A large number of flights by military Sea Kings are for rescues of climbers and walkers

A large number of flights by military Sea Kings are for rescues of climbers and walkers

The number of rescue missions carried out by the RAF and Royal Navy search and rescue teams in the first six months of 2011 was the lowest for six years.

Figures released today by Defence Analytical Services and Advice for the Ministry of Defence show there were 870 callouts between January and June, 118 fewer than the same period last year.

The statistics include flights by the Sea King helicopters from eight bases around Britain, along with missions undertaken by the four RAF mountain rescue teams.

Although the primary purpose of the military search and rescue teams is to help aircrew in difficulty, a large proportion of their work is in civilian rescues of climbers and walkers on the UK’s mountains, hills and cliffs. About half the Royal Navy’s missions from HMS Gannet in Ayrshire are mountain rescues.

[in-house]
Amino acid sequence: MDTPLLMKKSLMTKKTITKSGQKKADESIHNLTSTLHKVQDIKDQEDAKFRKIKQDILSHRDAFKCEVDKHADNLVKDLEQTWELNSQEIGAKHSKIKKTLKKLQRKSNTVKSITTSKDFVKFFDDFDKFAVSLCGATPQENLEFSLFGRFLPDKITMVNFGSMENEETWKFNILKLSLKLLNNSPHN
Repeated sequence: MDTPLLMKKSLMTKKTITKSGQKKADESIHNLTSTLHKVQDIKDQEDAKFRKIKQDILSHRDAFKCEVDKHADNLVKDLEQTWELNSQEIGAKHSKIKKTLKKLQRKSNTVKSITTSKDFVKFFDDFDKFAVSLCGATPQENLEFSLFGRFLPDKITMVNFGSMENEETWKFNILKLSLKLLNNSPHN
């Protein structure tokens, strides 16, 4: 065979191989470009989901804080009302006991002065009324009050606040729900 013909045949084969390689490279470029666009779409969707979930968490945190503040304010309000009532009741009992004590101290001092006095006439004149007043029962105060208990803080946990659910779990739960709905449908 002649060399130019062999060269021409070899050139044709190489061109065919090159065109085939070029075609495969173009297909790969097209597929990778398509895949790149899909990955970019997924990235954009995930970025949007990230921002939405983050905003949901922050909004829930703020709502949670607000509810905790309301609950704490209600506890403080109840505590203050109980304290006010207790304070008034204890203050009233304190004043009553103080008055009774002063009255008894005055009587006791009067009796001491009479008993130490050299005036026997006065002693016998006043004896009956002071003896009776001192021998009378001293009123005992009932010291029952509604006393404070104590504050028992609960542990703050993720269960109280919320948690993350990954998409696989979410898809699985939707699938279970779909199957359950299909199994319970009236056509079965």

The six-month figure was the lowest since 2005. A total of 701 people were ‘moved’ by RAF and Royal Navy teams and crews – defined as transporting from a hostile to a safe environment or medical facility. It also includes emergency transfers of casualties between hospitals.

The figures do not include the missions flown by the Maritime and Coastguard Agency’s helicopters based at Stornoway on Lewis, Sumburgh in Shetland, Portland and Lee-on-the-Solent. The Shetland and Stornoway bases operate Sikorsky S92 helicopters, and the Lee-on-the-Solent and Portland bases operate AgustaWestland AW139s. The Portland helicopter operates for 12 hours each day.

The entire search and rescue helicopter operation was due to be privatised under a £7bn contract until irregularities were found in the bidding process of the successful consortium Soteria.

Transport Secretary Philip Hammond said a short-term contract for up to five years will be sought for the Coastguard aircraft, and that the military Sea Kings would be withdrawn from service in 2016.

All military search and rescue flights are carried out under the control of the Aeronautical Rescue Co-ordination Centre at RAF Kinloss in Moray, which has been earmarked for closure by Defence Secretary Liam Fox.

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